5. Contact the company. If all else fails, you can always call or email the company (someone in human resources is a good idea) to ask for the hiring manager’s name. If you explain that you’re trying to address your cover letter correctly, they’ll most likely be happy to help.

Samples Of Addressing A Cover Letter: Special Honorifics

How you address your cover letter is core to its format. To address a cover letter correctly, you will need to make sure you have an appropriate salutation paired with the correct title/honorific.

For example, if you are addressing a cover letter to a person with a medical degree or doctorate, you will need to write “Dr.” before their name. Not doing so is unprofessional.

Examples

  • Dear Dr. Keller

  • Dear Dr. Michael Ward

  • Dear Dr. Liz Sells

If you do not know the correct title of the person, do not put a title with the name. The same goes for people with other special titles, like Reverend.

Examples

  • Dear Rev. Bill Smith

  • Dear Prof. Johnson

  • Dear Lt. Saraceno

  • Dear Principal Luzi

As you can see from the above examples, you can include the person’s full name or only their last name after their title. The choice is yours.

How to write a cover letter

Samples Of Addressing A Cover Letter: Mrs. vs. Ms.

It is better to address women without the Mrs. title. The Mrs. title implies that the woman is married and since that information is not easy to come by, keep it safe and address the woman as Ms.

Examples

  • Dear Ms. Keller

  • Dear Ms. O’Brian

  • Dear Ms. Sells

Don’t ever use “Miss,” as it is seen as infantilizing.

For males, keep to Mr. as the title. You don’t need to write “Master” or “Sir” when addressing your cover letter. Using alternative titles can seem old-fashioned and much too formal.

Samples Of Addressing A Cover Letter: Unkown Gender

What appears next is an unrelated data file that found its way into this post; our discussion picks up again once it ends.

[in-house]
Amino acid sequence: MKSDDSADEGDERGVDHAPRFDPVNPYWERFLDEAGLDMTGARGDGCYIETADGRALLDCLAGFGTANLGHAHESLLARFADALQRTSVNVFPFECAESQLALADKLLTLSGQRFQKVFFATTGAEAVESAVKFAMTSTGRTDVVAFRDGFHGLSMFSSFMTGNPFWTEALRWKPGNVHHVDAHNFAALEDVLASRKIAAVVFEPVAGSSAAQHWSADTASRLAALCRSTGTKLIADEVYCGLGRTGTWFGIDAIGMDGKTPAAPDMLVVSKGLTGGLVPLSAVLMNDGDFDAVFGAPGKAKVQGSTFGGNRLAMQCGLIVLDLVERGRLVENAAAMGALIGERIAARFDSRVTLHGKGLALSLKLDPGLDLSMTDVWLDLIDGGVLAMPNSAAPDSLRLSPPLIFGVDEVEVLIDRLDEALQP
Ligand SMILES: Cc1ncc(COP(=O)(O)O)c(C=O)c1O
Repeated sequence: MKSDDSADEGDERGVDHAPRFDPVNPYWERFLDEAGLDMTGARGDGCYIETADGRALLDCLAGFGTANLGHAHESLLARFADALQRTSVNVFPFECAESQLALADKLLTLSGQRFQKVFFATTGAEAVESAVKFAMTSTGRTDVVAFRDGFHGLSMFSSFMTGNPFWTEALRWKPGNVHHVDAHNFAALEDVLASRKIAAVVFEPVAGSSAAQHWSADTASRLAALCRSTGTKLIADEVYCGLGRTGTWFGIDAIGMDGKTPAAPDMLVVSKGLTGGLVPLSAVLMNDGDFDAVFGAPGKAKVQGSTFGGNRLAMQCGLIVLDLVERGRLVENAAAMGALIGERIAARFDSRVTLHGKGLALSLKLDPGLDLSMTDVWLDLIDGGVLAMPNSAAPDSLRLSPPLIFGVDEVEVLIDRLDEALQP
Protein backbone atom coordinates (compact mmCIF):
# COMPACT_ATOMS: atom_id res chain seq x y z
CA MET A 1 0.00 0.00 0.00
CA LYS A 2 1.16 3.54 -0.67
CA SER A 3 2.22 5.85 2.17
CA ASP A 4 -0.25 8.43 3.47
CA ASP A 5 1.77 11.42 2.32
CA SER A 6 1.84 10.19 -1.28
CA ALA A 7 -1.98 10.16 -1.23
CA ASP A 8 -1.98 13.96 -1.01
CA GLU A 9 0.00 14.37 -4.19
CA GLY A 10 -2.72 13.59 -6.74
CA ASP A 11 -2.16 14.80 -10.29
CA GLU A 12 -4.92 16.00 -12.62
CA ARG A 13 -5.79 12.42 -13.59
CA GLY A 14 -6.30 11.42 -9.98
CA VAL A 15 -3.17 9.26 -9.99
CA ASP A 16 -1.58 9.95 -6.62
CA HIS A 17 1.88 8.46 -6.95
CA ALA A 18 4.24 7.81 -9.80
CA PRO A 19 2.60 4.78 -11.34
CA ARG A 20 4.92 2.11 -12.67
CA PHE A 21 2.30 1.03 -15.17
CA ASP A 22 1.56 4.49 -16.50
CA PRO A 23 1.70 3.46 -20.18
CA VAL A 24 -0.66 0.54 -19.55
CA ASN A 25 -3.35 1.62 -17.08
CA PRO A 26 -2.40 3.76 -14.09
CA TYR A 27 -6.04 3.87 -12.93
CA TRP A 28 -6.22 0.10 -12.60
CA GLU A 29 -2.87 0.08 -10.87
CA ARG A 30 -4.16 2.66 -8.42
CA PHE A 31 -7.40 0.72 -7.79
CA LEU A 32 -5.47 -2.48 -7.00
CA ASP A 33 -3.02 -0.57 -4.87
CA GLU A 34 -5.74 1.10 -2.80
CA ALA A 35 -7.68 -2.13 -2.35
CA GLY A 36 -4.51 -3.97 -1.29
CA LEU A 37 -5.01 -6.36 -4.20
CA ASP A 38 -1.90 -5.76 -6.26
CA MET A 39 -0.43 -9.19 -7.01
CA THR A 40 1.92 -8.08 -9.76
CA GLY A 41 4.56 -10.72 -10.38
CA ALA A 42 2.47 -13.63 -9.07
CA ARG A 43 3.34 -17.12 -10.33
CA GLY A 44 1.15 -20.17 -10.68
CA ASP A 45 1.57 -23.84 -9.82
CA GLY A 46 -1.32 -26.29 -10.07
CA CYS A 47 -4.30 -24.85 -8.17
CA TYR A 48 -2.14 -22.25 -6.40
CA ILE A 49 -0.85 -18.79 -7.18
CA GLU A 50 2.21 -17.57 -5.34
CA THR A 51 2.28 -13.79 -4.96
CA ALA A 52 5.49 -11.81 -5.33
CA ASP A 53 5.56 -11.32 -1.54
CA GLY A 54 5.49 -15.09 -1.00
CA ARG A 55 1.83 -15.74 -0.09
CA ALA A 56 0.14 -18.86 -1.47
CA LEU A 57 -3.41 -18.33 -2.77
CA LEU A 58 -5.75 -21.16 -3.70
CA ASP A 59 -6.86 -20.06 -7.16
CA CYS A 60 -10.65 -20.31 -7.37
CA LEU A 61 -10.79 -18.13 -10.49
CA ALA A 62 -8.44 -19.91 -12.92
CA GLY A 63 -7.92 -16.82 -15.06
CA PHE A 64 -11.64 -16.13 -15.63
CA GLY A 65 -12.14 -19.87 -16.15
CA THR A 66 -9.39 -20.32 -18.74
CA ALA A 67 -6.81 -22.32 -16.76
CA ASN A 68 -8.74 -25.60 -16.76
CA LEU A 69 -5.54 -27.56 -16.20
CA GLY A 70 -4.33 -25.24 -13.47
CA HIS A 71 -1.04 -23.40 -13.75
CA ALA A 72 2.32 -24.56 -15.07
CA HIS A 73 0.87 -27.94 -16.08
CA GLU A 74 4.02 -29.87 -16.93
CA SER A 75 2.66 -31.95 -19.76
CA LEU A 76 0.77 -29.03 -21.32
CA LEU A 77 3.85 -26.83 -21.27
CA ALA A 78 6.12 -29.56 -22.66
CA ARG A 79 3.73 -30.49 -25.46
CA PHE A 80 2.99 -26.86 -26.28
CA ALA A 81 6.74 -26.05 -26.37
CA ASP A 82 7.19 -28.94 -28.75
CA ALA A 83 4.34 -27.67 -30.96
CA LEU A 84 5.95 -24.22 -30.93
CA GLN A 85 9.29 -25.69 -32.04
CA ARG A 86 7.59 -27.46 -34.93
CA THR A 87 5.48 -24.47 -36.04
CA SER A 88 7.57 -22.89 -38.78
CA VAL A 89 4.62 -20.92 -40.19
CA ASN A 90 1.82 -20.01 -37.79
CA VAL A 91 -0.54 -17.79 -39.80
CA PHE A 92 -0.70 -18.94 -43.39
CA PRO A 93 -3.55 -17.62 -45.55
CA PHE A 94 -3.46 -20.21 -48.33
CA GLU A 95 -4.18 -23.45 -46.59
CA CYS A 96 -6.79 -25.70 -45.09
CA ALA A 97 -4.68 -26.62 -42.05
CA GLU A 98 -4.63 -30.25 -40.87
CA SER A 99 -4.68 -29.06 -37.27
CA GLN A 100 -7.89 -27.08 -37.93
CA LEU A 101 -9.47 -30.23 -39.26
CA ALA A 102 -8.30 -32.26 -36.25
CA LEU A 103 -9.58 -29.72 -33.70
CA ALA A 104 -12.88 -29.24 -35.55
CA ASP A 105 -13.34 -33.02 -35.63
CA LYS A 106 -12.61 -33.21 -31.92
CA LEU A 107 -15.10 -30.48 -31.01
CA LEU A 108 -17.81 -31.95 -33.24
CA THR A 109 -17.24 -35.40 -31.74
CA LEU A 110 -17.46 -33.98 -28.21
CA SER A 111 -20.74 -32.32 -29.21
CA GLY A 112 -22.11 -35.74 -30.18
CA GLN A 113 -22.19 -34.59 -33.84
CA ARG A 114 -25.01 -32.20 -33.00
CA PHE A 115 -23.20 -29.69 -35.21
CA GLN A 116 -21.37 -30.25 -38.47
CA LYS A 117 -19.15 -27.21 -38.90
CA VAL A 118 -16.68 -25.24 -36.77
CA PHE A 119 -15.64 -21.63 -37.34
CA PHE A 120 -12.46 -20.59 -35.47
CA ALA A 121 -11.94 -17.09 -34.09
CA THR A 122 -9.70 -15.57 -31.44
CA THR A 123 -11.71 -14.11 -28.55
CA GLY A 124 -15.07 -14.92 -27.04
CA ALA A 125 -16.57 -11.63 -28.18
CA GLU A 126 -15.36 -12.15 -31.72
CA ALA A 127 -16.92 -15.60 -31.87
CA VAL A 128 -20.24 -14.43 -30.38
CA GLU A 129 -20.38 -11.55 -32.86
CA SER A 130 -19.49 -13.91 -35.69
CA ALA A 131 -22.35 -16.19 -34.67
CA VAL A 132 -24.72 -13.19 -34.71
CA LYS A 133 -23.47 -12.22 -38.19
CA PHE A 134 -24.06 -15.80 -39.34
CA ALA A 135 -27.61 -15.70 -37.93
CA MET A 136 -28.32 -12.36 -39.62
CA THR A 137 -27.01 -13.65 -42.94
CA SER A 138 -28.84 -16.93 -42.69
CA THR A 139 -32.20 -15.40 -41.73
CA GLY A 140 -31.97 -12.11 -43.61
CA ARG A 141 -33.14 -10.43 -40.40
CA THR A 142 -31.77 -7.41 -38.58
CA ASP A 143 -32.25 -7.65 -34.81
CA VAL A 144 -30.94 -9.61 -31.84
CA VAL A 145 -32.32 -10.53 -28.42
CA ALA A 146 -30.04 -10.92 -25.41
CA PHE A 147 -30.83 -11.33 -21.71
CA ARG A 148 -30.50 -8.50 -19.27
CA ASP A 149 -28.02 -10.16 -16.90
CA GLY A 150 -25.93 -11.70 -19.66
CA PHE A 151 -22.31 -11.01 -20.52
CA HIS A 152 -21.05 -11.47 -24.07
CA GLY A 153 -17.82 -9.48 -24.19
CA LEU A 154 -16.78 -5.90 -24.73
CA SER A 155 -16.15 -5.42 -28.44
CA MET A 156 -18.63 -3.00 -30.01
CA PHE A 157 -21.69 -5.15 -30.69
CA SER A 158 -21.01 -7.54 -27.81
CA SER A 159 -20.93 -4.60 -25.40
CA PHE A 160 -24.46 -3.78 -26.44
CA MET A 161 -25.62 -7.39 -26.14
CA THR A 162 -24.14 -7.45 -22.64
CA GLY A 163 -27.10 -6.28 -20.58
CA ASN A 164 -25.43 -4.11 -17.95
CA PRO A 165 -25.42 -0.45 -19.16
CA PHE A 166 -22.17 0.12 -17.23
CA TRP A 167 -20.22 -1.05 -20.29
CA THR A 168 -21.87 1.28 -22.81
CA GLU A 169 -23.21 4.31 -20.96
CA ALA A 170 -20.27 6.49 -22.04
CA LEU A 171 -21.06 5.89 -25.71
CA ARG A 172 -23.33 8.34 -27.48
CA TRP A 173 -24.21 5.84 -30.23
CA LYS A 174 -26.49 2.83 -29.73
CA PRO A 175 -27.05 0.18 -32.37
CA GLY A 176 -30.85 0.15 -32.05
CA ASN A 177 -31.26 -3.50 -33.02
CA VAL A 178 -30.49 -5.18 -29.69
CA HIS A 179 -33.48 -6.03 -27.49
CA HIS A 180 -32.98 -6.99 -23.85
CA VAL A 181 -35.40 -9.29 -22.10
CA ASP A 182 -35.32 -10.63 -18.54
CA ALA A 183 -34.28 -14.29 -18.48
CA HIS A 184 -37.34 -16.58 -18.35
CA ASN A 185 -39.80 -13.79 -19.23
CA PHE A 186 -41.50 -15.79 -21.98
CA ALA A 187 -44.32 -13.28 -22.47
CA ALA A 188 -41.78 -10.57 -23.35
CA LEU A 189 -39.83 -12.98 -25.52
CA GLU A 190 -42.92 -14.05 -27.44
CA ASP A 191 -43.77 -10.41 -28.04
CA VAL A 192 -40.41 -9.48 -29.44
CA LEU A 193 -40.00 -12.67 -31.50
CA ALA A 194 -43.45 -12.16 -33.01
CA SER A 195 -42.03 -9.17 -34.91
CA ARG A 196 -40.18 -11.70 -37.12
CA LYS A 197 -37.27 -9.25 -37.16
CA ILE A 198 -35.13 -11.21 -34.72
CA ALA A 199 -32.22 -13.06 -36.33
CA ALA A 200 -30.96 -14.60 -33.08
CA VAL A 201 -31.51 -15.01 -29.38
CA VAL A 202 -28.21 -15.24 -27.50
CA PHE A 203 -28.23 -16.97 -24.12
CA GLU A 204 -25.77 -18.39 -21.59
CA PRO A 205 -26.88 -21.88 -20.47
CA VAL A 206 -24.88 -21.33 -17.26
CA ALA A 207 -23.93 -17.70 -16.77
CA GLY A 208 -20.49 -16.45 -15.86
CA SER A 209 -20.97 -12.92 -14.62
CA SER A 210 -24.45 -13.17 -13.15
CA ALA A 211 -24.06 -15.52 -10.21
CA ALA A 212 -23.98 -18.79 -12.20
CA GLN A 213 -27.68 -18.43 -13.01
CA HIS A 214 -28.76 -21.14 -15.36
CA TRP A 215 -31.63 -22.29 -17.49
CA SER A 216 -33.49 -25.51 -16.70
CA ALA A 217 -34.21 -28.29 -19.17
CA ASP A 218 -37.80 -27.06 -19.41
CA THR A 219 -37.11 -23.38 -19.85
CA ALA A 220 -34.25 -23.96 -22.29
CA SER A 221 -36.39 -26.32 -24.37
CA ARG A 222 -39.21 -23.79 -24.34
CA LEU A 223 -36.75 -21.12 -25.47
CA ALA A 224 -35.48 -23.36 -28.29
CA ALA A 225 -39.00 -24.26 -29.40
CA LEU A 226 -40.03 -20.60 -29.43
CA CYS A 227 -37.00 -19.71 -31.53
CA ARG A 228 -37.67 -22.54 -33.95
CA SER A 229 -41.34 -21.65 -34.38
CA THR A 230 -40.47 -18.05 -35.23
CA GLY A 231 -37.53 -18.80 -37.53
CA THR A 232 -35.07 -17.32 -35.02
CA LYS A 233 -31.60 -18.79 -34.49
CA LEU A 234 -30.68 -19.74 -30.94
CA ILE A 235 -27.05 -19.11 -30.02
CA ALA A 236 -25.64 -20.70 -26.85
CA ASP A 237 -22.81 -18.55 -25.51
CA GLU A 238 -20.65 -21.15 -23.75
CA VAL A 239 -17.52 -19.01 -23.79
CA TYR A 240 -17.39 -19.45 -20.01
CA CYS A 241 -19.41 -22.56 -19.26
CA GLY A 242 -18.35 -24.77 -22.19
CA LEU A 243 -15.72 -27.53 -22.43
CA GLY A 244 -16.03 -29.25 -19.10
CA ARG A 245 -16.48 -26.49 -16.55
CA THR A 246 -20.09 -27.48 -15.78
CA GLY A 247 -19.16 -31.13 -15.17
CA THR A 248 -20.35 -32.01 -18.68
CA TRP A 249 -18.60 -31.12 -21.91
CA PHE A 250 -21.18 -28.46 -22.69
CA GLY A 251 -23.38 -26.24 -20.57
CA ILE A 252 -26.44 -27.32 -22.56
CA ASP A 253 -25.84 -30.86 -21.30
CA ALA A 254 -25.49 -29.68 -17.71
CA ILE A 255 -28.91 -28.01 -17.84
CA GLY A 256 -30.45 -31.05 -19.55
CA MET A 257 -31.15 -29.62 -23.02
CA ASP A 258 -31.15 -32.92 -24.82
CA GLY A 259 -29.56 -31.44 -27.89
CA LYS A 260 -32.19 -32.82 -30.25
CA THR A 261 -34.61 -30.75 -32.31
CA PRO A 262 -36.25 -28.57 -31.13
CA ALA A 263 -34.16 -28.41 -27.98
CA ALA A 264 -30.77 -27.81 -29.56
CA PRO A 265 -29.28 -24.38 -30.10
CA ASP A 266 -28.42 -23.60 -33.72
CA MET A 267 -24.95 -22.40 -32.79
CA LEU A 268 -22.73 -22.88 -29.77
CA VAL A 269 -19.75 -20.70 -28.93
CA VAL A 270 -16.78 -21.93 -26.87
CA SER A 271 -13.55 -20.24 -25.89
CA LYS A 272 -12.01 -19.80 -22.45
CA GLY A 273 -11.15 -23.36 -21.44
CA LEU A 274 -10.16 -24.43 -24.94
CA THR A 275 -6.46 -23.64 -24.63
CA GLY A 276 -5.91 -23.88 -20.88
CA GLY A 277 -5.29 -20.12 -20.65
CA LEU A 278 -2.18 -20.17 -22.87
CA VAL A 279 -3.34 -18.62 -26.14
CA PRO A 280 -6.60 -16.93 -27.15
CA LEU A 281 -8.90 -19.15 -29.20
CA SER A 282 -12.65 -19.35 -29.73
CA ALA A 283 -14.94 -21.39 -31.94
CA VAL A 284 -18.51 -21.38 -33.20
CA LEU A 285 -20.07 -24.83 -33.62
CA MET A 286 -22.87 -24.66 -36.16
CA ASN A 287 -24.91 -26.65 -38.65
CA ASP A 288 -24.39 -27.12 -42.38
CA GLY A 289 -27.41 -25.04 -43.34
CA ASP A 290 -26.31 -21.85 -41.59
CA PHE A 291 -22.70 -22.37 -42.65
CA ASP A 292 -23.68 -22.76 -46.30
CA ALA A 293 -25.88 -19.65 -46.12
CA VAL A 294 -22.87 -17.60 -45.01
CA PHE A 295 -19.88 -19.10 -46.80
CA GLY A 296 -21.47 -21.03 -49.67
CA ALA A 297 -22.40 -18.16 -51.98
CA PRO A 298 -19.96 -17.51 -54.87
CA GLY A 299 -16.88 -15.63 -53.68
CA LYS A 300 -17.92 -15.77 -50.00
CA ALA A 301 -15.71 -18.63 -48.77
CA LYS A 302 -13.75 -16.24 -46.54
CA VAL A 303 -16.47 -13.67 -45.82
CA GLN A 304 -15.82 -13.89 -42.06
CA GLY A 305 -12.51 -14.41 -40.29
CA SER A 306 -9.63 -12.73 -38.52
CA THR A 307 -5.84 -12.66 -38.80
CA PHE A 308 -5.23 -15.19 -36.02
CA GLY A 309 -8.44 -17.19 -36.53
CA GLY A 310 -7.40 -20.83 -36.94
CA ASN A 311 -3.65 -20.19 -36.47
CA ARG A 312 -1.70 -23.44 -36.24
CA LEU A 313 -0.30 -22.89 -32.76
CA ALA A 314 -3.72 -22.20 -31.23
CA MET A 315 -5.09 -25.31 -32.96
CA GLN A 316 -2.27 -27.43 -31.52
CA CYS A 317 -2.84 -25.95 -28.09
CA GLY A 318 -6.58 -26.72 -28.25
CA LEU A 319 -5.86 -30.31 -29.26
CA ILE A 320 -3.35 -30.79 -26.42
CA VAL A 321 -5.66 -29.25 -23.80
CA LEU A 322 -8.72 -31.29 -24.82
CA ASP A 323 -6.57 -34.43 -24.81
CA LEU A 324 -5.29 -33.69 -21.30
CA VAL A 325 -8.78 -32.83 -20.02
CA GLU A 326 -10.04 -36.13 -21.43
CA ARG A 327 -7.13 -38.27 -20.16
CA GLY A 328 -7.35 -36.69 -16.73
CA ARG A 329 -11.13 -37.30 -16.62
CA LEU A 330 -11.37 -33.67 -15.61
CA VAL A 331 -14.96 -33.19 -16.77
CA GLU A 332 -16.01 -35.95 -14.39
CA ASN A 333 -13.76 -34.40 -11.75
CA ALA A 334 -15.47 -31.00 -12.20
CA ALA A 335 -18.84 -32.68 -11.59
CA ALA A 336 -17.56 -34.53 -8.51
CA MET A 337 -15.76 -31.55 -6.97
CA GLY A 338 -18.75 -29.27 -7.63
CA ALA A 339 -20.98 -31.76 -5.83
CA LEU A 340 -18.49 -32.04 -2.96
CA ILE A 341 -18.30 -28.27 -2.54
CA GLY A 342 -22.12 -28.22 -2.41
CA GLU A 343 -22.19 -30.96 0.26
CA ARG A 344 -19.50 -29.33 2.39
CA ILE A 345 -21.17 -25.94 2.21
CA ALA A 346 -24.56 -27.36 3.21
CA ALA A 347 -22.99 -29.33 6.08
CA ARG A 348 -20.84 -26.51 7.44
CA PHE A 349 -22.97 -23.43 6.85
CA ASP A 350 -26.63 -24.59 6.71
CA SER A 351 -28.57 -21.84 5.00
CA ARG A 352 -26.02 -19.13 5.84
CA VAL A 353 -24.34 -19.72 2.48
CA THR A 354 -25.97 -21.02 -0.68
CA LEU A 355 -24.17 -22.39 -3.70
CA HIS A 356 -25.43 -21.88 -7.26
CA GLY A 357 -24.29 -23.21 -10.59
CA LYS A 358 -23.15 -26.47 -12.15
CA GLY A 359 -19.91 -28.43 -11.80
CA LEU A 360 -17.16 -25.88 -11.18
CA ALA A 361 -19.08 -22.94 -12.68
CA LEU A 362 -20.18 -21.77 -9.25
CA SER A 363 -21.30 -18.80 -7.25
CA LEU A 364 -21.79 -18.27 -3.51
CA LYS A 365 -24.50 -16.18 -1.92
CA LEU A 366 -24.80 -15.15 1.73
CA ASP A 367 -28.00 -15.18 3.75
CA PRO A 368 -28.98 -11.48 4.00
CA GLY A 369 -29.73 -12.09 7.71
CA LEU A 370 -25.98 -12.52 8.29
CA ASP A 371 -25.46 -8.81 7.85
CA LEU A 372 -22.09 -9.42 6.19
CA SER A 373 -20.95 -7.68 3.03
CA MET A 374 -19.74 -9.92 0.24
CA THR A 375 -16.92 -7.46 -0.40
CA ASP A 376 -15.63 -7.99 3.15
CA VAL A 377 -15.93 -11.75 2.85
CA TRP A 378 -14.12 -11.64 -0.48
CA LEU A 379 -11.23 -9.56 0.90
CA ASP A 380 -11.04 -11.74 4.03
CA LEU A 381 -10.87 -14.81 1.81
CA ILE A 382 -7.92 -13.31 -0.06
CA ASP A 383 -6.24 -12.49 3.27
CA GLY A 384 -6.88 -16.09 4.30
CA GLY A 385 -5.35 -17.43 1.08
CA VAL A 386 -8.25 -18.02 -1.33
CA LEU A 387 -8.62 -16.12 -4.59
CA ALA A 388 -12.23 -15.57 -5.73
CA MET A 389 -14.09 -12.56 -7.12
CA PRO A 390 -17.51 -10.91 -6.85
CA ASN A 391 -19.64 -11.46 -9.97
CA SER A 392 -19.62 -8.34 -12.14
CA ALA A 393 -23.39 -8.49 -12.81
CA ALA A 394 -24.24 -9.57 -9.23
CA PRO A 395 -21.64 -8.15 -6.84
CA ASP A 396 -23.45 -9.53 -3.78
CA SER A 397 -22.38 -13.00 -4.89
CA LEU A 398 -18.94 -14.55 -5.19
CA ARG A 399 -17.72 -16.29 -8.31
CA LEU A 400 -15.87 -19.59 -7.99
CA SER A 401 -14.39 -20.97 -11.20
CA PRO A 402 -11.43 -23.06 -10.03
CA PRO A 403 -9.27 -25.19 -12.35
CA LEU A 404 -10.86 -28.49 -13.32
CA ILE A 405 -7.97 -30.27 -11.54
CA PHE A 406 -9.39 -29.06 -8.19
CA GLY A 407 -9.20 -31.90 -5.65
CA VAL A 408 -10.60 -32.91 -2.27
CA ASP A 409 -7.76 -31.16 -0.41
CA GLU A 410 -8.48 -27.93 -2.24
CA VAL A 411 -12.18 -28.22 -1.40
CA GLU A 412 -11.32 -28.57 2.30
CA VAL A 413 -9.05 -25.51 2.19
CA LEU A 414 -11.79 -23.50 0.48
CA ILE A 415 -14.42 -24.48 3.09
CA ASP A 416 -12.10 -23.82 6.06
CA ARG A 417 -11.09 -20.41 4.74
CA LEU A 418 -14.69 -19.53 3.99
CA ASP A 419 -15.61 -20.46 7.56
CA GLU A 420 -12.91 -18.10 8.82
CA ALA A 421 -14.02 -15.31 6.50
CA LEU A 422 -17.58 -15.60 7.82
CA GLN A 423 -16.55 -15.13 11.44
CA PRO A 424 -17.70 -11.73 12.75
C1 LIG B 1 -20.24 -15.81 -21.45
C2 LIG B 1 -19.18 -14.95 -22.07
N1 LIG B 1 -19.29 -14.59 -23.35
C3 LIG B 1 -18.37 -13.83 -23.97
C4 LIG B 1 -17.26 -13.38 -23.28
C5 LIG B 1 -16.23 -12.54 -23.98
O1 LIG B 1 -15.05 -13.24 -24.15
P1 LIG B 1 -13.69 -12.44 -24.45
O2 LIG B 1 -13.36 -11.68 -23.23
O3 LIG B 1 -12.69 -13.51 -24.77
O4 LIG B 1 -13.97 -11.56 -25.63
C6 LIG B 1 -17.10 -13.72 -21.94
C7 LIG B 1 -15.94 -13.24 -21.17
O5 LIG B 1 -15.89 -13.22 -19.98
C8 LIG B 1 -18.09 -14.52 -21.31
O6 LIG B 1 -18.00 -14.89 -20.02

If the hiring manager or recruiter’s name is gender-neutral, try looking the person up on LinkedIn to learn their gender. If they have a photo and a personal blurb, it should clear up any confusion.

Not everyone has an easily-findable picture online, though. In those situations, avoid using Mr. or Ms. in your salutation. Instead, write out the hiring manager’s full name:

  • Dear Sam Kenney

  • Dear Alex O’Hanson

  • Dear Jamie Tyrell

Samples Of Addressing A Cover Letter: Unknown Recipient

If the hiring manager or recruiter’s name is not available online, then you can address the cover letter with a generic salutation. Of course, this doesn’t mean you can write, “Hey you!” or “Dear hiring person,” but there are a few phrases you can use that are professional and fine to use.

If you do not know the recipient of the cover letter, you can use a more generic greeting or you can even go without a greeting. It is better to be safe than sorry for these greetings as they are a key part of your cover letter.

Generic forms of addressing a cover letter include:

  • Dear Hiring Manager

  • Dear Talent Acquisition Team

  • Dear [Company Name] Recruiter

  • Dear Human Resources Manager

  • Dear Human Resources Department

  • Dear [Position Title] Hiring Team

  • Dear [Position Title] Hiring Manager

  • Dear [Position Title] Recruitment Team